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Eva Vega doesn't try to keep a poker face when she's on the job.
When a client struggles or fails to call, Vega's face is a picture of concern, like a mother waiting for a child who's late coming home from school.
When a woman turns a corner, gets a job or a new apartment or even just keeps an appointment with a counselor, Vega is the proud older sister, ready with a smile and encouraging words.
Vega, 44, is Bethsaida's Hispanic case manager. Although she has many clients of varying ethnic backgrounds, Vega spends a lot of time reaching out to New London County's growing Hispanic population. She knows there are undocumented immigrants who are reluctant to come forward. She hopes that by speaking their language, she can knock down at least one barrier.
It doesn't always work.
One Wednesday this spring, Vega was late for her usual weekly visits to Centro de la Comunidad and the Homeless Hospitality Center at St. James Episcopal Church, both in New London. She had been on the phone talking to a desperate woman.
"I'm afraid she's going to relapse," Vega said, frowning. "She's staying at a friend's house. I told her to call Stonington Institute and to get back into her groups. I know she's off her meds. She's very emotional."
When Vega first met the woman, she had been arrested and was addicted to alcohol and drugs. She had seemed to embrace Vega's help, getting into programs and counseling. But "she kind of disappeared on us" from a Norwich shelter, Vega said.
"When you see what they accomplish, it's disappointing," she said of the apparent relapse. "This feeling is new to me."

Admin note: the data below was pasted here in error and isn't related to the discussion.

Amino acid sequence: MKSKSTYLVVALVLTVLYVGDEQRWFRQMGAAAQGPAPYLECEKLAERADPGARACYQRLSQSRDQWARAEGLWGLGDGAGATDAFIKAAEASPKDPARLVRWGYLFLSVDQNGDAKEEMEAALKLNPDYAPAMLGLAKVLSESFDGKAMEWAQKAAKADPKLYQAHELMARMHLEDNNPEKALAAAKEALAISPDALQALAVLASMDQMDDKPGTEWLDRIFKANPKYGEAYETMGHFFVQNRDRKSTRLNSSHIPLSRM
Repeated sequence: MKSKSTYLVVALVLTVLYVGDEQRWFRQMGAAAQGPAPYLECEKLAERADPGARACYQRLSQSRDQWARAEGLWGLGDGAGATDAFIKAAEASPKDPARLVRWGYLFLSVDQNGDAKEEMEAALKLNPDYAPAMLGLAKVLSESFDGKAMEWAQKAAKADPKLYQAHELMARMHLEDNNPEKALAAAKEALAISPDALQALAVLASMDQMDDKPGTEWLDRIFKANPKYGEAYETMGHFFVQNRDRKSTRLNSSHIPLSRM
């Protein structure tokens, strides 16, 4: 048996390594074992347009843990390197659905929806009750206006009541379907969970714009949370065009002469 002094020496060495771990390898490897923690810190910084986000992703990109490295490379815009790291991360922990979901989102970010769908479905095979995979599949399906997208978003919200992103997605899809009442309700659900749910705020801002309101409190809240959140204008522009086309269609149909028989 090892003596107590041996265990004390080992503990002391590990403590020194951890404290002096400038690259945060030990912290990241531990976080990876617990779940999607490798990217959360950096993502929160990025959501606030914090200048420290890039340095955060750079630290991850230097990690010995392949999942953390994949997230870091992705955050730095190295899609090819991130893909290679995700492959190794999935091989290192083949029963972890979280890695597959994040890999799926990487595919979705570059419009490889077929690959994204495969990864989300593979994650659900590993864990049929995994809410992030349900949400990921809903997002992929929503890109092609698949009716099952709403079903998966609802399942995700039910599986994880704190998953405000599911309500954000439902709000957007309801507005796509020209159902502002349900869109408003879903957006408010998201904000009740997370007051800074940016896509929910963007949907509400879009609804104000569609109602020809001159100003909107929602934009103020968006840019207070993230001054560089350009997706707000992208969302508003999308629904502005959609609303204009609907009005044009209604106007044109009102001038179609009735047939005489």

The issues her clients deal with are not new to her. She had been out of work for a year before starting at Bethsaida. Years earlier, in Providence, she too had lived in a women's shelter, after escaping a domestic violence situation in Pawtucket.
She worked for seven years at The Home Depot and then got a job at AmeriCorps in Providence as a Spanish translator in a program called Parents Making a Difference.
Bethsaida is different, she says repeatedly. It's customer service, she said, in a close, hands-on setting.
Vega drives clients to medical appointments and job interviews. She doesn't wait in the car, but accompanies the sometimes nervous and unsure women. She took one woman to pick up bus tickets so she could get to her new job at McDonald's.
Vega spent that Wednesday morning at Centro and the New London homeless shelter, hoping to run into some of her regular clients. The usual daytime crowd of 20 to 25 may include 10 to 15 women.
Her face brightens when she talks about Sarah Gamache, whom she met at the Covenant Shelter in New London. Within weeks, Gamache had a new set of dentures and a job.
"She looks so different now," Vega said, smiling proudly. "She's much more confident. She's pretty independent. ... She's doing very well."